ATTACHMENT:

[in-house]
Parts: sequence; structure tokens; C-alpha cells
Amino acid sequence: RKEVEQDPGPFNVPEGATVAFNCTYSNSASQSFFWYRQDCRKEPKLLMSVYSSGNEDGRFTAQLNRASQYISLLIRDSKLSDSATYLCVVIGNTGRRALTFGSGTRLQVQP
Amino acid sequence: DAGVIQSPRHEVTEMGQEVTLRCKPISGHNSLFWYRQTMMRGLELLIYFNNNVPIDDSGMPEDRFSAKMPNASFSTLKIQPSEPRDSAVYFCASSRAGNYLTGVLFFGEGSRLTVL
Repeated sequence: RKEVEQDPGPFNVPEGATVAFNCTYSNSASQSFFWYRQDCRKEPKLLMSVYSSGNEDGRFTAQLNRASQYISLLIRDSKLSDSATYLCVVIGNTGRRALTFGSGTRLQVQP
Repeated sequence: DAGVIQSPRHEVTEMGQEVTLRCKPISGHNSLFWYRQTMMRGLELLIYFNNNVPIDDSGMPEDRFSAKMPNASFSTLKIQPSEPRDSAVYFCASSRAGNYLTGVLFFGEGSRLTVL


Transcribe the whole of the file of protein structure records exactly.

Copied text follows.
[in-house]
Parts: sequence; structure tokens; C-alpha cells
Amino acid sequence: RKEVEQDPGPFNVPEGATVAFNCTYSNSASQSFFWYRQDCRKEPKLLMSVYSSGNEDGRFTAQLNRASQYISLLIRDSKLSDSATYLCVVIGNTGRRALTFGSGTRLQVQP
Amino acid sequence: DAGVIQSPRHEVTEMGQEVTLRCKPISGHNSLFWYRQTMMRGLELLIYFNNNVPIDDSGMPEDRFSAKMPNASFSTLKIQPSEPRDSAVYFCASSRAGNYLTGVLFFGEGSRLTVL
Repeated sequence: RKEVEQDPGPFNVPEGATVAFNCTYSNSASQSFFWYRQDCRKEPKLLMSVYSSGNEDGRFTAQLNRASQYISLLIRDSKLSDSATYLCVVIGNTGRRALTFGSGTRLQVQP
Repeated sequence: DAGVIQSPRHEVTEMGQEVTLRCKPISGHNSLFWYRQTMMRGLELLIYFNNNVPIDDSGMPEDRFSAKMPNASFSTLKIQPSEPRDSAVYFCASSRAGNYLTGVLFFGEGSRLTVL